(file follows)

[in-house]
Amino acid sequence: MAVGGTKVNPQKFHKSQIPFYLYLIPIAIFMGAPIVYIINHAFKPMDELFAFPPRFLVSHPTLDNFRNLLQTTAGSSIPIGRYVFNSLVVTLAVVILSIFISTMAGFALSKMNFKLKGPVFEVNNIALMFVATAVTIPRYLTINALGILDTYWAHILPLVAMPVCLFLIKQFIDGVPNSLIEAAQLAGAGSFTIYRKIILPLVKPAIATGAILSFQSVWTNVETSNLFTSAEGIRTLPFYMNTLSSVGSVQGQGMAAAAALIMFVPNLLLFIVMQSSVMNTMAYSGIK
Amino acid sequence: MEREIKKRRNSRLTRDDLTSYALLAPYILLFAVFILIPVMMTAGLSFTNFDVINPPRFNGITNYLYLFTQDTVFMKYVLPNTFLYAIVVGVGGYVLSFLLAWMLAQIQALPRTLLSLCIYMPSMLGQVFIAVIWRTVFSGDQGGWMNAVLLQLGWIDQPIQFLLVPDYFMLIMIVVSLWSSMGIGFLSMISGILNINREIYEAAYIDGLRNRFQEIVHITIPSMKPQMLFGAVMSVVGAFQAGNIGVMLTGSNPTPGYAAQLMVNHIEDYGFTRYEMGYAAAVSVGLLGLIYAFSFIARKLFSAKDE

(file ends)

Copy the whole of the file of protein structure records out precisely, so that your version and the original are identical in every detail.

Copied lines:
[in-house]
Amino acid sequence: MAVGGTKVNPQKFHKSQIPFYLYLIPIAIFMGAPIVYIINHAFKPMDELFAFPPRFLVSHPTLDNFRNLLQTTAGSSIPIGRYVFNSLVVTLAVVILSIFISTMAGFALSKMNFKLKGPVFEVNNIALMFVATAVTIPRYLTINALGILDTYWAHILPLVAMPVCLFLIKQFIDGVPNSLIEAAQLAGAGSFTIYRKIILPLVKPAIATGAILSFQSVWTNVETSNLFTSAEGIRTLPFYMNTLSSVGSVQGQGMAAAAALIMFVPNLLLFIVMQSSVMNTMAYSGIK
Amino acid sequence: MEREIKKRRNSRLTRDDLTSYALLAPYILLFAVFILIPVMMTAGLSFTNFDVINPPRFNGITNYLYLFTQDTVFMKYVLPNTFLYAIVVGVGGYVLSFLLAWMLAQIQALPRTLLSLCIYMPSMLGQVFIAVIWRTVFSGDQGGWMNAVLLQLGWIDQPIQFLLVPDYFMLIMIVVSLWSSMGIGFLSMISGILNINREIYEAAYIDGLRNRFQEIVHITIPSMKPQMLFGAVMSVVGAFQAGNIGVMLTGSNPTPGYAAQLMVNHIEDYGFTRYEMGYAAAVSVGLLGLIYAFSFIARKLFSAKDE